In 2010, Arizonans voter in favor of Proposition 203, a ballot measure which made it legal for Arizonans to possess and use marijuana to treat certain chronic, severe, or painful medical conditions like cancer, HIV, and seizures. However, simply having a medical marijuana card or caring for someone who uses it does not mean that you can ignore Arizona’s laws and regulations governing the use and possession of marijuana. To avoid unnecessary legal problems, it is important to understand the specific rules as well as penalties for breaking those rules.
First, while legal for medicinal purposes, marijuana is still illegal when it comes to recreational use. Further, if questioned by law enforcement, you cannot simply claim to have any medical illness you think qualifies you to possess medical marijuana. In order to legally possess and use it, you must be given a medical marijuana card, which confirms that you have a valid medical condition. The kinds of medical conditions which qualify patients for medical marijuana usage in Arizona include:
- Human Immunodeficiency Virus (HIV)
- Acquired Immune Deficiency Syndrome (AIDS)
- Hepatitis C
- Amyotrophic Lateral Sclerosis (ALS)
- Crohn’s Disease
- Agitation of Alzheimer’s disease
- A chronic or debilitating disease or medical condition or the treatment for a chronic or debilitating disease or medical condition that causes:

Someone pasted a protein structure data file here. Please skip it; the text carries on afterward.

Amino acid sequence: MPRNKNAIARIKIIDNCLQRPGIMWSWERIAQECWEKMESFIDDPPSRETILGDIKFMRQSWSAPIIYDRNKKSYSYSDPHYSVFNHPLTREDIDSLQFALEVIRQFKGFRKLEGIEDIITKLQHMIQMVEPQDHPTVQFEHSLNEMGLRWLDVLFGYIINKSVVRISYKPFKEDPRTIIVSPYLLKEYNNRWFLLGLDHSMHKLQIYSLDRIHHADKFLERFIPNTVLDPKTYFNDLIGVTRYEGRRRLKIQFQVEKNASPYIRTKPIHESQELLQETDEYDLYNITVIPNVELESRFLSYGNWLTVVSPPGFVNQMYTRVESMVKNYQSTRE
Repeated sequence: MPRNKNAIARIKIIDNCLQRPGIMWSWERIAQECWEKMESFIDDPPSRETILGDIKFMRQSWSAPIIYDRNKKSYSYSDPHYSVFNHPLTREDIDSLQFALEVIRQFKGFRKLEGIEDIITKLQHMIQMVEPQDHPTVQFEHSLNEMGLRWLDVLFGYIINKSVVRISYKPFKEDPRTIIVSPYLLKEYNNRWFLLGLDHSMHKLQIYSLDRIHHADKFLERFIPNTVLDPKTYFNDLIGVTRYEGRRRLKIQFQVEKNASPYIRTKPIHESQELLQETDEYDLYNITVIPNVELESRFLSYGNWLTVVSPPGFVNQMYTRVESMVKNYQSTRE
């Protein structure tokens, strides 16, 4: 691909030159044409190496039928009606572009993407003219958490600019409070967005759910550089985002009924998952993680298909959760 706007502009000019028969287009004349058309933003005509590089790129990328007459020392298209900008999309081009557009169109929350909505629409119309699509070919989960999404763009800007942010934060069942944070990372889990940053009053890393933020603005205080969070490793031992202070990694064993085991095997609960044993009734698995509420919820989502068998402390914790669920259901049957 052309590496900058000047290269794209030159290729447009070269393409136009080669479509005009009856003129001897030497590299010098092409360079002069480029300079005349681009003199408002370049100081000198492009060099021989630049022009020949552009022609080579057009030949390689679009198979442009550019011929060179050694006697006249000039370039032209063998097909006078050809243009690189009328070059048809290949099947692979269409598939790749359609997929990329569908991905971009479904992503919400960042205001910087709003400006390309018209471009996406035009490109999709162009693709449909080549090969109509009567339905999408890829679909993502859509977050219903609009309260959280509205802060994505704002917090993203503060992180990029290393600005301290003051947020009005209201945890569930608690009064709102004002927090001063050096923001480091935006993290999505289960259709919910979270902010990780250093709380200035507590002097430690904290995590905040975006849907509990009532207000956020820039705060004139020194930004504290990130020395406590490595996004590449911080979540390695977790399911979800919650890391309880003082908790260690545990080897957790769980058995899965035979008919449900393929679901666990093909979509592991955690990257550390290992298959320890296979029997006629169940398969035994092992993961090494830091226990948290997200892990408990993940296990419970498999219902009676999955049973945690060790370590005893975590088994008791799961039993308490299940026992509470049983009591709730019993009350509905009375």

- Cachexia or wasting syndrome;
- Severe and chronic pain;
- Severe nausea;
- Seizures, including those characteristic of epilepsy;
- Severe or persistent muscle spasms, including those characteristic of multiple sclerosis
If you possess or use marijuana in Arizona without a medical marijuana prescription, you may be facing steep penalties. Under current Arizona law, any amount of possession is a Class 2 felony or higher. Our skilled criminal defense attorneys have experience in reducing these charges to a class one misdemeanor, however, and in helping clients avoid jail time or significant fines by negotiating with prosecutors and the court to allow clients to avoid charges and instead attend a diversion or education program.
We also have experience in protecting the rights of those pulled over on suspicion of marijuana possession. Recently, the Arizona Supreme Court ruled that police can use the odor of marijuana as probable cause to search a car or premises, and that this is applicable regardless of the state’s medical marijuana legalization. However, our skilled defense attorneys can help determine whether law enforcement had indications that the suspected marijuana use or possession was legal under the medical marijuana law. If they did, the Arizona Supreme Court has said that there are not sufficient legal foundations for a police search, meaning any evidence police collected as a result of the search cannot be admitted.
At Blischak Law, we know medical marijuana can be a blessing to those suffering from chronic, severe illness or pain. We also know individuals use marijuana for recreational rather than medical purposes. No matter why you used marijuana, if you are facing charges or a police investigation related to your use of marijuana, the best decision you can make for your future and your rights is to give the experienced drug defense attorneys at Blischak Law a call. We serve clients in the Phoenix, Scottsdale, Mesa, Yuma, Flagstaff, and Glendale areas, and are ready to help you. Contact us today.
Posted in: Uncategorized